City officials are trying to make the downtown corridor a live-work-play destination, and having retail within walking distance is a key component of that strategy, said Barry Wolfe, vice president of investments for Marcus & Millichap in Fort Lauderdale.

“To be living downtown and still having to drive everywhere, it becomes more challenging,” Wolfe said.

In an online brochure marketing the office tower, Stiles says it has built more than 4 million square feet on and near Las Olas Boulevard.

Projects include Bank of America Plaza at Las Olas City Centre, Plaza at Las Olas and Amaray Las Olas.

Amaray, a luxury apartment building at 215 S.E. Eighth Ave., sold this month for $133.5 million.

The Stiles real estate firm is moving forward with plans to redevelop a stretch of downtown Fort Lauderdale with residential units, retail and a 25-story office tower.

Stiles is scheduled to meet with the city’s Development Review Committee on Tuesday to discuss 348 apartments and 25,222 square feet of retail at 212 SE Second Ave. Stiles last year paid $13.1 million for the Bank of America building on the site.

Meanwhile, the developer has started preleasing an office building on a neighboring parcel at 201 E. Las Olas Blvd. as part of a previously announced deal with Broward College to replace its two aging buildings.

The 395,836-square-foot office tower, expected to open in the fall of 2020, would include about 17,000 square feet of ground-floor retail.

The office building would be the largest built in downtown Fort Lauderdale since Stiles developed 200 Las Olas Circle nearly a decade ago. AutoNation is that building’s signature tenant.

Office construction virtually ended following the Great Recession, and developers have been slow to propose new projects in the years since.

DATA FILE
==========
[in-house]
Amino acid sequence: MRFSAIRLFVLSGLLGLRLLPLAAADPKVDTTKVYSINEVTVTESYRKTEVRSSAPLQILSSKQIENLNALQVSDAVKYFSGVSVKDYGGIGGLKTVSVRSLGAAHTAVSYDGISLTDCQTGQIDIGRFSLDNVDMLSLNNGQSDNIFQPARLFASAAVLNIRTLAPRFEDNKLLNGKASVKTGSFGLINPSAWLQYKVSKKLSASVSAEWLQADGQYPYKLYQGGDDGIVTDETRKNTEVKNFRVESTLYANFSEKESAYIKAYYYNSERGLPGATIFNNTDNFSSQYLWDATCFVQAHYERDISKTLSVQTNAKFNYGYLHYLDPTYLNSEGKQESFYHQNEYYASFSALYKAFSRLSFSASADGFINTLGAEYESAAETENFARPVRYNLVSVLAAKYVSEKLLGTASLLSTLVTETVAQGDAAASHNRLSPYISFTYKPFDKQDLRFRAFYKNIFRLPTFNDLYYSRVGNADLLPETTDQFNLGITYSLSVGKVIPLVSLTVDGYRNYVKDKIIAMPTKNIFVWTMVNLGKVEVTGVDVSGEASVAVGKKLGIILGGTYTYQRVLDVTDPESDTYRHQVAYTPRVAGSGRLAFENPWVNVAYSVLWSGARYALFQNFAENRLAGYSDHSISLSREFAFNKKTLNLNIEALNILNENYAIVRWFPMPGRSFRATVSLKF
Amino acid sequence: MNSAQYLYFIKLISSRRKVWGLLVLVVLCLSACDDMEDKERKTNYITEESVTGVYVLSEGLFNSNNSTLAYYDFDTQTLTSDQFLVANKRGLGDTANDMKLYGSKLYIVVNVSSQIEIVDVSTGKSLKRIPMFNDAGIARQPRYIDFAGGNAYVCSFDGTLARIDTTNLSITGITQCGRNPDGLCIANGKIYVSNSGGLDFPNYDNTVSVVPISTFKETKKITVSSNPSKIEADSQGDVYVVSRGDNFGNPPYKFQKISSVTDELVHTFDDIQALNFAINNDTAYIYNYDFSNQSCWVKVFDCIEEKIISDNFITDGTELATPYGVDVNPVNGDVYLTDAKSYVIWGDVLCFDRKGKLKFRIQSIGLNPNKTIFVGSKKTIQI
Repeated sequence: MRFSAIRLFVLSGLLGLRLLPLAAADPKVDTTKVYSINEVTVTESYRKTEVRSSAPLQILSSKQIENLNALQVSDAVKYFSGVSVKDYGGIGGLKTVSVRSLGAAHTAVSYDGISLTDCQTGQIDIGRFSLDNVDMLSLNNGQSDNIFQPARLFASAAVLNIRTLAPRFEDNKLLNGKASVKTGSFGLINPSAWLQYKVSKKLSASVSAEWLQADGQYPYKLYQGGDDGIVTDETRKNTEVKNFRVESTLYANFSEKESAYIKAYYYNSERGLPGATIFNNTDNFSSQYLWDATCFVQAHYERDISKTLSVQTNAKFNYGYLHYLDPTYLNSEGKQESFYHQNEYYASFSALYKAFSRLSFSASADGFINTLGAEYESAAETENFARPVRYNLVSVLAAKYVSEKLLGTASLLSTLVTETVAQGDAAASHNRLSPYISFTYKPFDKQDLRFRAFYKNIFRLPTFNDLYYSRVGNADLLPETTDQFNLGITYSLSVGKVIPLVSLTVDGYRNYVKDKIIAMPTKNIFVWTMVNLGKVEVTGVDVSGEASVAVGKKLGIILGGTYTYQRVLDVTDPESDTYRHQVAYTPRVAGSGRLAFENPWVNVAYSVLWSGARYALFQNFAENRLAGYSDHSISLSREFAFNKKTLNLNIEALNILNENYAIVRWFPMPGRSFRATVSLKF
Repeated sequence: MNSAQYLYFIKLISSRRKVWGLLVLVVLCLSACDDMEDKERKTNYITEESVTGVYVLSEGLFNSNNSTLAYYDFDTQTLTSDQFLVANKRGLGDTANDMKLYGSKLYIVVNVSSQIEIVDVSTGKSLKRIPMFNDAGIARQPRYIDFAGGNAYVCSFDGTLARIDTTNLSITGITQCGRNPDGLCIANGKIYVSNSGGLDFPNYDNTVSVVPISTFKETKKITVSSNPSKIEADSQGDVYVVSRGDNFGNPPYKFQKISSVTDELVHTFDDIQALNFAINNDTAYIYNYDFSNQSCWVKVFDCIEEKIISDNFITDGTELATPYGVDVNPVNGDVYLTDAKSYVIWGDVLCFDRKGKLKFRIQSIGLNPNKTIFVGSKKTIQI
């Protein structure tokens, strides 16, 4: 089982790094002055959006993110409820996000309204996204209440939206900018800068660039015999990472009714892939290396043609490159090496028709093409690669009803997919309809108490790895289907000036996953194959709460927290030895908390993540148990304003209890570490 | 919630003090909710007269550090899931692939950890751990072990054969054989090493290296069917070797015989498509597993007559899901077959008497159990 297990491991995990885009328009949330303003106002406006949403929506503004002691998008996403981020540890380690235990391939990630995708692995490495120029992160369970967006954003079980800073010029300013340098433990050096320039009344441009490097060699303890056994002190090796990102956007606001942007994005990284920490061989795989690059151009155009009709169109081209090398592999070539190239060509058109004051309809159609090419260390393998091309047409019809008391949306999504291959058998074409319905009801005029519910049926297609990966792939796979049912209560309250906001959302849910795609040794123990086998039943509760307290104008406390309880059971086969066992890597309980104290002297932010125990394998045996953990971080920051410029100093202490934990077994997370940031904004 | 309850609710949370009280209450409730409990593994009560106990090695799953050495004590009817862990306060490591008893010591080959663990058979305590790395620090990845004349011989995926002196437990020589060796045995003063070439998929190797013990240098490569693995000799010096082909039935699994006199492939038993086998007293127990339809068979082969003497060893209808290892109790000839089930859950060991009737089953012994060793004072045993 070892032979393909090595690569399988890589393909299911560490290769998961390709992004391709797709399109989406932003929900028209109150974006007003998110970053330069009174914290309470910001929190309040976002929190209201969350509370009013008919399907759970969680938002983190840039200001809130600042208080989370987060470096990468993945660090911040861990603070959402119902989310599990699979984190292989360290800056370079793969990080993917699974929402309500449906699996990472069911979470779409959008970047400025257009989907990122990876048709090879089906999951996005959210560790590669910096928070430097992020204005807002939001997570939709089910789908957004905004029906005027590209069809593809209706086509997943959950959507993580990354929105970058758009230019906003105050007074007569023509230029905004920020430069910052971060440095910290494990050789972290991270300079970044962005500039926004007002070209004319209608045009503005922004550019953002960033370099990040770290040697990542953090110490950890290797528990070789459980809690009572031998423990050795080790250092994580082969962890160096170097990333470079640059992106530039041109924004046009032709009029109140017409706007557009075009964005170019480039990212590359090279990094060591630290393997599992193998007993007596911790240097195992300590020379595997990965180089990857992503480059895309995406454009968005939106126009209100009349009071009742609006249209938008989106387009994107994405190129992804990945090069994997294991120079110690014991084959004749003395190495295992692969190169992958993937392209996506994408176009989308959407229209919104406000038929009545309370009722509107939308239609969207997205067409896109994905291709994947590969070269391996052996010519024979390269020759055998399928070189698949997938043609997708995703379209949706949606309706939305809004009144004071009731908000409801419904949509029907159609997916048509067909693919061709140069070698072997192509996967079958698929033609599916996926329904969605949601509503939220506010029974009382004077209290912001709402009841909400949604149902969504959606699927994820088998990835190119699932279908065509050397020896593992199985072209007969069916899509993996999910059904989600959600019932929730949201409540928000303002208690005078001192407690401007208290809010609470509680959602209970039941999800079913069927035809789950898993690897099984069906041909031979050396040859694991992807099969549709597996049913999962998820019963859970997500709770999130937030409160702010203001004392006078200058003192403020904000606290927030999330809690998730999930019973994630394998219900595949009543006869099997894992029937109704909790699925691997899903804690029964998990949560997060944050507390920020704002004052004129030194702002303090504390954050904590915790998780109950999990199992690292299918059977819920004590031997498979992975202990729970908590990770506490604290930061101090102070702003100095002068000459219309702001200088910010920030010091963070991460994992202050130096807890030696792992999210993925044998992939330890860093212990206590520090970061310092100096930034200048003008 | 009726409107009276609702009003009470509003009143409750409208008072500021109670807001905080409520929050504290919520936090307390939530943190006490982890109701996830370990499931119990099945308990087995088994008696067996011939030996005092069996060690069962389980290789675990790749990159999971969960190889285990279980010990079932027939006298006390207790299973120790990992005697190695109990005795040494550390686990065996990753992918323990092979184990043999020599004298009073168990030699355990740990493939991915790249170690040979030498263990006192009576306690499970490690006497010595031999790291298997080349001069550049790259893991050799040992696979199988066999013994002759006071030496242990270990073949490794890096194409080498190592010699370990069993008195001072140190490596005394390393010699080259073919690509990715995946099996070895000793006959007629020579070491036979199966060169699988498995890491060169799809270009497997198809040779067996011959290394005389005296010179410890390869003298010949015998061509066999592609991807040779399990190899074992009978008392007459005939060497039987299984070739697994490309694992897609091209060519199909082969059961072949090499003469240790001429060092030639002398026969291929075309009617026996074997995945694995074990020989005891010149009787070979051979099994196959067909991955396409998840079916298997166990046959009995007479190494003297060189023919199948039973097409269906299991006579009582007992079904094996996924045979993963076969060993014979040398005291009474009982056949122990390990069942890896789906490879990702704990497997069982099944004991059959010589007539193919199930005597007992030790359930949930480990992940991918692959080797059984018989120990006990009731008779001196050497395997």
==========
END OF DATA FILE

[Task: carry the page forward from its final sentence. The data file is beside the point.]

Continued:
But market observers say the timing is right for a new building, pointing out the strong demand for space in downtown Fort Lauderdale.

“I would say the lack of large blocks of contiguous space in downtown Fort Lauderdale could be hindering new business relocation,” said Peter Reed, of Commercial Florida Realty Services in Boca Raton.

Stiles executives did not return calls Monday. But Chairman Terry Stiles said earlier this year that the office building would revitalize the area “by bringing new and exciting entertainment and dining options to the ground level as well as open venues for gathering.”

City officials are trying to make the downtown corridor a live-work-play destination, and having retail within walking distance is a key component of that strategy, said Barry Wolfe, vice president of investments for Marcus & Millichap in Fort Lauderdale.

“To be living downtown and still having to drive everywhere, it becomes more challenging,” Wolfe said.

In an online brochure marketing the office tower, Stiles says it has built more than 4 million square feet on and near Las Olas Boulevard.

Projects include Bank of America Plaza at Las Olas City Centre, Plaza at Las Olas and Amaray Las Olas.

Amaray, a luxury apartment building at 215 S.E. Eighth Ave., sold this month for $133.5 million.

Advertisements

What do today’s buyers want in a home?

NEW YORK – Aug. 5, 2015 – What building materials are trending in new-home construction? The latest Annual Builder Practices Survey, conducted by Home Innovation, reveals what buyers can expect to see in the new-home market.

1. Garages: The garage door is getting more enhancements, including windows, insulated doors, and doors made of composite or plastic materials. In 2014, 32 percent of all new single-family homes had bays for three or more cars – the most ever recorded in this study’s history.

2. Flooring: Carpeting continues to be the most popular flooring option for new construction, included in about 83 percent of all new-home bedroom installations. However, only about 40 percent of living rooms now have carpet. Hardwood flooring – both solid and engineered– is the second most popular type of flooring included in 27 percent of all new-home installations. Ceramic tile (which appears in 72 percent of all bathroom floor installation) follows in third place, making up 20 percent of all new-home floor installations.